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Spotlight Poster

Privileged Sensing Scaffolds Reinforcement Learning

Edward Hu · James Springer · Oleh Rybkin · Dinesh Jayaraman

Halle B #208
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Tue 7 May 7:30 a.m. PDT — 9:30 a.m. PDT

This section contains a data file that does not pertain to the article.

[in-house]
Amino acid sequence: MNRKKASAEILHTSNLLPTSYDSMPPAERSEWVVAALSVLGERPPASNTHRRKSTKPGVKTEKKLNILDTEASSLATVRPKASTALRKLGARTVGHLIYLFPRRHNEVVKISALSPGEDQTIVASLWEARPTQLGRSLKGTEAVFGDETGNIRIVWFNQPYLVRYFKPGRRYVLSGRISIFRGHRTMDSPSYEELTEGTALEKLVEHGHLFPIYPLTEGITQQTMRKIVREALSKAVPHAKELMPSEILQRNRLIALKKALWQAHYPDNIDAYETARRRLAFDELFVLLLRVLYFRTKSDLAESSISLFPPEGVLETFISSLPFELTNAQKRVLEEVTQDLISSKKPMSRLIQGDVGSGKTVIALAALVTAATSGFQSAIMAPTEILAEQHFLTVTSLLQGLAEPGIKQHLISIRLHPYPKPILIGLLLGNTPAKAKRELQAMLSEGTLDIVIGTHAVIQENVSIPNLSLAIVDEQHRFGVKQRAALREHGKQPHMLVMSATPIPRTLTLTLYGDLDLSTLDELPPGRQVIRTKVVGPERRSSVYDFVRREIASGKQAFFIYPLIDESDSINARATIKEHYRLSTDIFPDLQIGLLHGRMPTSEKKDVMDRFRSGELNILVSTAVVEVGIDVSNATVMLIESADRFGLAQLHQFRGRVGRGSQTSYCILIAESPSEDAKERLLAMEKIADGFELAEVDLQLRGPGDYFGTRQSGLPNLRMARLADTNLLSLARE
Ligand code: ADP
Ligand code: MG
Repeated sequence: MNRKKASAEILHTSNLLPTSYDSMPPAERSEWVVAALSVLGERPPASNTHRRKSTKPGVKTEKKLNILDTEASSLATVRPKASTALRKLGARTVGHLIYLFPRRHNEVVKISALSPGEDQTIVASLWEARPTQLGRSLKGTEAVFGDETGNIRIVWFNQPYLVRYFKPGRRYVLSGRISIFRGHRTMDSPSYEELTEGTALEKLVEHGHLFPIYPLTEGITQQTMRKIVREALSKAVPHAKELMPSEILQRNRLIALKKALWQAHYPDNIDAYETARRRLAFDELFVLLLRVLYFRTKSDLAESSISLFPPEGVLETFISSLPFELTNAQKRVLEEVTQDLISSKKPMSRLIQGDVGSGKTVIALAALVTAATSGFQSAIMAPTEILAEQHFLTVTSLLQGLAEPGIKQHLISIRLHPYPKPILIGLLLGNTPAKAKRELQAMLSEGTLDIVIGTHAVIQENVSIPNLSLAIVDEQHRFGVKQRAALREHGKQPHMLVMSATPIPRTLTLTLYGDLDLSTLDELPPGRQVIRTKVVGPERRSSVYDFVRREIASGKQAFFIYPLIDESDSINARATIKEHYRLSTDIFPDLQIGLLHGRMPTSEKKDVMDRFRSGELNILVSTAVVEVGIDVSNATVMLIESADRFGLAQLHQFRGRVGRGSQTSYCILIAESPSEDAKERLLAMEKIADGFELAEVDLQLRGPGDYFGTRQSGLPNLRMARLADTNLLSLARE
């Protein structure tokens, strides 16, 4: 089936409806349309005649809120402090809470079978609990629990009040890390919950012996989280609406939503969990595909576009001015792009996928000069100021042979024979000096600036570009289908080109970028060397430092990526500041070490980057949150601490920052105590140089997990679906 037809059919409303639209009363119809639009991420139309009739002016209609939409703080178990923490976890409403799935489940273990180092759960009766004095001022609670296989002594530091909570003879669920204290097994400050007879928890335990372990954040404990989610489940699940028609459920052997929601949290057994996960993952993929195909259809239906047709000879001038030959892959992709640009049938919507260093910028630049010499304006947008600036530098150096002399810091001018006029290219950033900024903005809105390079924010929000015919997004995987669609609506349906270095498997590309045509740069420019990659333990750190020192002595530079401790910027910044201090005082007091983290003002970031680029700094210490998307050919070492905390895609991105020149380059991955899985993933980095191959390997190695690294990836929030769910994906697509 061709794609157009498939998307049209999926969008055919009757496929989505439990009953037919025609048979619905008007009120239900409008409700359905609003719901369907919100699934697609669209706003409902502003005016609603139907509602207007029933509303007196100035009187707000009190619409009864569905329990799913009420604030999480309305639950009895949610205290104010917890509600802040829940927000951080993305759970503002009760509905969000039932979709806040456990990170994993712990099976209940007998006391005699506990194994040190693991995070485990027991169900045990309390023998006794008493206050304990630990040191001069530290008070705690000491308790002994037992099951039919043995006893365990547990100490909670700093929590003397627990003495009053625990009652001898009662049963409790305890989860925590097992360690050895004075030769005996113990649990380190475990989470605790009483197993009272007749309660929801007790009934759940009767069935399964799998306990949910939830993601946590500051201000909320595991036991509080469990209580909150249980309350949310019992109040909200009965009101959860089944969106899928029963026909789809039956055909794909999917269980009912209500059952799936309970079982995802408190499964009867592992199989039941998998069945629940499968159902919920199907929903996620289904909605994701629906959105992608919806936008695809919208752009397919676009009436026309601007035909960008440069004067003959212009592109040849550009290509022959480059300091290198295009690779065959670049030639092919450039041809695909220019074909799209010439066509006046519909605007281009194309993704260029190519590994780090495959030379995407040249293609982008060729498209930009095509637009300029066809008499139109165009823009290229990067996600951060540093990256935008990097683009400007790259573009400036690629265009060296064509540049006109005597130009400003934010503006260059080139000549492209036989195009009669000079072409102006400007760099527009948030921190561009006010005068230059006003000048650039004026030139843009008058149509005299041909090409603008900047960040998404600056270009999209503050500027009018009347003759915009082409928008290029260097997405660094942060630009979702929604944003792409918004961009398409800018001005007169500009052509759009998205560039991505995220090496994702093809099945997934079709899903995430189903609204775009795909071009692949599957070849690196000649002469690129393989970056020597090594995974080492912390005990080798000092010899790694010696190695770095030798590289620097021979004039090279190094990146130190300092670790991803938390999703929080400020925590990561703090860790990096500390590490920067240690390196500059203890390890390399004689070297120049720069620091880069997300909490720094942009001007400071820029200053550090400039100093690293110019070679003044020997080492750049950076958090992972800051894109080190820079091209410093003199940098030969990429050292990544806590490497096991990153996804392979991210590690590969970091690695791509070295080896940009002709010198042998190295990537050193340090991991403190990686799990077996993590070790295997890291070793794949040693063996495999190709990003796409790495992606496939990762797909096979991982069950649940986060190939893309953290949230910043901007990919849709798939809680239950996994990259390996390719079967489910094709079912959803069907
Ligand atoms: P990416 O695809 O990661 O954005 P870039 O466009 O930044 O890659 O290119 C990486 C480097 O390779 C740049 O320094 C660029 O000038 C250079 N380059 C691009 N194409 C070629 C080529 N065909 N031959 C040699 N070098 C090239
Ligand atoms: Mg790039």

We need to look at our shoelaces as we first learn to tie them but having mastered this skill, can do it from touch alone. We call this phenomenon “sensory scaffolding”: observation streams that are not needed by a master might yet aid a novice learner. We consider such sensory scaffolding setups for training artificial agents. For example, a robot arm may need to be deployed with just a low-cost, robust, general-purpose camera; yet its performance may improve by having privileged training-time-only access to informative albeit expensive and unwieldy motion capture rigs or fragile tactile sensors. For these settings, we propose “Scaffolder”, a reinforcement learning approach which effectively exploits privileged sensing in critics, world models, reward estimators, and other such auxiliary components that are only used at training time, to improve the target policy. For evaluating sensory scaffolding agents, we design a new “S3” suite of ten diverse simulated robotic tasks that explore a wide range of practical sensor setups. Agents must use privileged camera sensing to train blind hurdlers, privileged active visual perception to help robot arms overcome visual occlusions, privileged touch sensors to train robot hands, and more. Scaffolder easily outperforms relevant prior baselines and frequently performs comparably even to policies that have test-time access to the privileged sensors. Website:

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